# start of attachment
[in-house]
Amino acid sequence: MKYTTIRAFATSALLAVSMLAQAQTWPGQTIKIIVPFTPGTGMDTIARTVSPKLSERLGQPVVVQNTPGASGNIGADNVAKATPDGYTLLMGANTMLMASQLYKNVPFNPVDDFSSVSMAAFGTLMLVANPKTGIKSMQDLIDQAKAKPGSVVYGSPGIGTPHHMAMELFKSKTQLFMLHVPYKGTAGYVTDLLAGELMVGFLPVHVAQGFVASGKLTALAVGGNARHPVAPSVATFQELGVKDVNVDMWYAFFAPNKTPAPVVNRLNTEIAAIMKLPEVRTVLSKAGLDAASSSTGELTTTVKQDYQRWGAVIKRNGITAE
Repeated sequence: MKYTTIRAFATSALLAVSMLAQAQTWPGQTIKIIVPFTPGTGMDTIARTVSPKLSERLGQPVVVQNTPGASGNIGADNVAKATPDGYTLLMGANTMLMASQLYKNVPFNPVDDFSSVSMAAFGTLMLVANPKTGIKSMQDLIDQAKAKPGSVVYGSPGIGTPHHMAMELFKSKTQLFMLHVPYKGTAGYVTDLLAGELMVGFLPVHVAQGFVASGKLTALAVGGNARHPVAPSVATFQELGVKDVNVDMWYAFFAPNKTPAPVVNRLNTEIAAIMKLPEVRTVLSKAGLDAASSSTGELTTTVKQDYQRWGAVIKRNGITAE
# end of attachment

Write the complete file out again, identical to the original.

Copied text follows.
[in-house]
Amino acid sequence: MKYTTIRAFATSALLAVSMLAQAQTWPGQTIKIIVPFTPGTGMDTIARTVSPKLSERLGQPVVVQNTPGASGNIGADNVAKATPDGYTLLMGANTMLMASQLYKNVPFNPVDDFSSVSMAAFGTLMLVANPKTGIKSMQDLIDQAKAKPGSVVYGSPGIGTPHHMAMELFKSKTQLFMLHVPYKGTAGYVTDLLAGELMVGFLPVHVAQGFVASGKLTALAVGGNARHPVAPSVATFQELGVKDVNVDMWYAFFAPNKTPAPVVNRLNTEIAAIMKLPEVRTVLSKAGLDAASSSTGELTTTVKQDYQRWGAVIKRNGITAE
Repeated sequence: MKYTTIRAFATSALLAVSMLAQAQTWPGQTIKIIVPFTPGTGMDTIARTVSPKLSERLGQPVVVQNTPGASGNIGADNVAKATPDGYTLLMGANTMLMASQLYKNVPFNPVDDFSSVSMAAFGTLMLVANPKTGIKSMQDLIDQAKAKPGSVVYGSPGIGTPHHMAMELFKSKTQLFMLHVPYKGTAGYVTDLLAGELMVGFLPVHVAQGFVASGKLTALAVGGNARHPVAPSVATFQELGVKDVNVDMWYAFFAPNKTPAPVVNRLNTEIAAIMKLPEVRTVLSKAGLDAASSSTGELTTTVKQDYQRWGAVIKRNGITAE